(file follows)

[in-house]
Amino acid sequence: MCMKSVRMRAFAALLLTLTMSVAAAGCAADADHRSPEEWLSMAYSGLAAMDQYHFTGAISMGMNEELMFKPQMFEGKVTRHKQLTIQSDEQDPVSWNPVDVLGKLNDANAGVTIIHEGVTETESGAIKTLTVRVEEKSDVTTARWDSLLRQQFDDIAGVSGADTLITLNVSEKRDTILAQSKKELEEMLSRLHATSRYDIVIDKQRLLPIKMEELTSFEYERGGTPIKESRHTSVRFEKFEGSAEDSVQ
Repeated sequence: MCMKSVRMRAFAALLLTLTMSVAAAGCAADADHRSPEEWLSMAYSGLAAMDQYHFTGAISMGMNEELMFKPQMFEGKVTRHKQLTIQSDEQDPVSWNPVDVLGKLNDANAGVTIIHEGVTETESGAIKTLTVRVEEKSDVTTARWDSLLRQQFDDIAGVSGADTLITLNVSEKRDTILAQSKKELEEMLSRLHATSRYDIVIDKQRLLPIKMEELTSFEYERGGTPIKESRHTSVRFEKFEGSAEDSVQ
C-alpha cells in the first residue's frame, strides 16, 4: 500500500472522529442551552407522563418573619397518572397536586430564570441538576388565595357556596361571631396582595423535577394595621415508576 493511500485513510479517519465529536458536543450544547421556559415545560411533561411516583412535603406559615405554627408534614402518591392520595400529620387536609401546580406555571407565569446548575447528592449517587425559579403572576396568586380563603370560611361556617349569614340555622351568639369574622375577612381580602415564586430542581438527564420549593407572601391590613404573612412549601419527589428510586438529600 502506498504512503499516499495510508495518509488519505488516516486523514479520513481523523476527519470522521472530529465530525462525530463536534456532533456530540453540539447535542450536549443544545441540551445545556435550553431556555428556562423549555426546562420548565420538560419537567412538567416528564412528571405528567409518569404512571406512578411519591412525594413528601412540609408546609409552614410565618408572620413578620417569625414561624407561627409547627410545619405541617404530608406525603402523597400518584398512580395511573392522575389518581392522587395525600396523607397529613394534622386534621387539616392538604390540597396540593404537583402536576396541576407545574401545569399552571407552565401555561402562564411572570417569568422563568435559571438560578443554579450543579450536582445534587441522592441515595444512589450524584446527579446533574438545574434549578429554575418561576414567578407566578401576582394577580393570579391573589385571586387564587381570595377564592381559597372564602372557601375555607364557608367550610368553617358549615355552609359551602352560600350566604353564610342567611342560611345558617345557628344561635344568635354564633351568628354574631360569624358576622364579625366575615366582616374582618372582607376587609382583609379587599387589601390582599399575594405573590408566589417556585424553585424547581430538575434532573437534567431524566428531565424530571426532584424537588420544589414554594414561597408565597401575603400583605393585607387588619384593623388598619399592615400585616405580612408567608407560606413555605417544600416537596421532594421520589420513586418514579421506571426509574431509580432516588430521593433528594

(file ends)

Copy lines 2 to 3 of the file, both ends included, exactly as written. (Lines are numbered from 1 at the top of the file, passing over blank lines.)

Amino acid sequence: MCMKSVRMRAFAALLLTLTMSVAAAGCAADADHRSPEEWLSMAYSGLAAMDQYHFTGAISMGMNEELMFKPQMFEGKVTRHKQLTIQSDEQDPVSWNPVDVLGKLNDANAGVTIIHEGVTETESGAIKTLTVRVEEKSDVTTARWDSLLRQQFDDIAGVSGADTLITLNVSEKRDTILAQSKKELEEMLSRLHATSRYDIVIDKQRLLPIKMEELTSFEYERGGTPIKESRHTSVRFEKFEGSAEDSVQ
Repeated sequence: MCMKSVRMRAFAALLLTLTMSVAAAGCAADADHRSPEEWLSMAYSGLAAMDQYHFTGAISMGMNEELMFKPQMFEGKVTRHKQLTIQSDEQDPVSWNPVDVLGKLNDANAGVTIIHEGVTETESGAIKTLTVRVEEKSDVTTARWDSLLRQQFDDIAGVSGADTLITLNVSEKRDTILAQSKKELEEMLSRLHATSRYDIVIDKQRLLPIKMEELTSFEYERGGTPIKESRHTSVRFEKFEGSAEDSVQ